Washington, D.C. - Today U.S. Senator Daniel K. Akaka (D-HI) introduced the Senior Executive Service Reform Act of 2012, a bill to strengthen the Federal Government's senior leadership corps.

"Our government executives play a critical part in promoting efficient federal government," Senator Akaka said.  "Each year, the Presidential Rank Awards recognize senior executives who save American taxpayers billions of dollars through innovative ideas and management expertise.  My bill would invest in our senior leaders, giving them the tools and incentives they need to be effective."

Established by the Civil Service Reform Act of 1978, the Senior Executive Service (SES) is responsible for driving management, efficiency, and other policy initiatives within agencies and across the federal government.  The majority of the SES are career civil servants hired based on their ability to meet strict qualifications that demonstrate leadership and other skills.  SES pay currently is linked to Congressional pay, which has not kept pace with General Schedule (GS) pay, resulting in pay compression and some SES are paid less than employees they supervise.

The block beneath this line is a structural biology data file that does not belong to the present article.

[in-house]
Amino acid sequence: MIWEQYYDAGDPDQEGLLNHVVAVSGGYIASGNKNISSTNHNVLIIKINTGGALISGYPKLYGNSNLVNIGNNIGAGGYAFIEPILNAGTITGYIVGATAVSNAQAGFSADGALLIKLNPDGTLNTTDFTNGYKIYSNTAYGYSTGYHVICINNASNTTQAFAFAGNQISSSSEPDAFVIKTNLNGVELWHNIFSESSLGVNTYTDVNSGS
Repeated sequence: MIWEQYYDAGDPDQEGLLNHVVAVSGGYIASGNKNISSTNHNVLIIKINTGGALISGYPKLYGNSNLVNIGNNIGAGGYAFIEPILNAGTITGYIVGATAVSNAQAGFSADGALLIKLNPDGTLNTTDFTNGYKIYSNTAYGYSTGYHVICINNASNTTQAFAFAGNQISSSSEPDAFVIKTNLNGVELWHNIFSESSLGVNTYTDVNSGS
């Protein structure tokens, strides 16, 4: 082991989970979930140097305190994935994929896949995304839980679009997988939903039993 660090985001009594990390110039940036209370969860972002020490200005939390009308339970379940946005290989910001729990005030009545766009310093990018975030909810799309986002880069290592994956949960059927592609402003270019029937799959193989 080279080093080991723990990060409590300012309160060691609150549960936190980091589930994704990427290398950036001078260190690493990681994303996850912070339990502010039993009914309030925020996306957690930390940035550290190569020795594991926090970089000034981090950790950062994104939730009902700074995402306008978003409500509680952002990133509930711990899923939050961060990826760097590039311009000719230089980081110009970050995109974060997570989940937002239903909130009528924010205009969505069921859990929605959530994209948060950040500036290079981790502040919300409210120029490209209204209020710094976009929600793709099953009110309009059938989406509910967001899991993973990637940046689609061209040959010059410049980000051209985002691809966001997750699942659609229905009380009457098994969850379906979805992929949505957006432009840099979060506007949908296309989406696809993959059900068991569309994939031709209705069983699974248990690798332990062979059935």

In 2011, in his capacity as Chairman of the Subcommittee on Oversight of Government Management, the Federal Workforce, and the District of Columbia, Senator Akaka held a hearing to assess the condition of the SES workforce and identify areas in potential need of reform.  Witnesses testified about shortcomings in Senior Executive Service candidate development, diversity, and training.  Testimony also focused on disincentives for applying to the SES, including increased workload and responsibilities compared to GS positions with little additional compensation and fewer workers' rights.

The bill would address many of the challenges discussed during the 2011 hearing.  Among other provisions, the bill would:

  • Increase career SES leadership positions and limit the percentage of SES positions filled by political appointees;
  • Decrease pay compression and improve benefits by providing a pay increase for SES and other senior-level employees when GS employees receive a pay raise.  Performance awards also would be counted as base pay in retirement calculations;
  • Increase transparency in SES performance ratings by requiring an explanation if a rating is lowered from the initial recommendation and prohibiting quotas in performance pay adjustments;
  • Enhance career development by creating a SES Resource Office to collect data on the SES and oversee SES candidate development, management, and training.  The bill also would require on-boarding programs for new SES and establish guidelines for voluntary SES rotation and mobility programs; and
  • Encourage diversity by requiring agencies include ethnic minorities, women, and those with disabilities as part of the SES hiring process when practicable.

Media Contact

Jesse Broder Van Dyke (Akaka)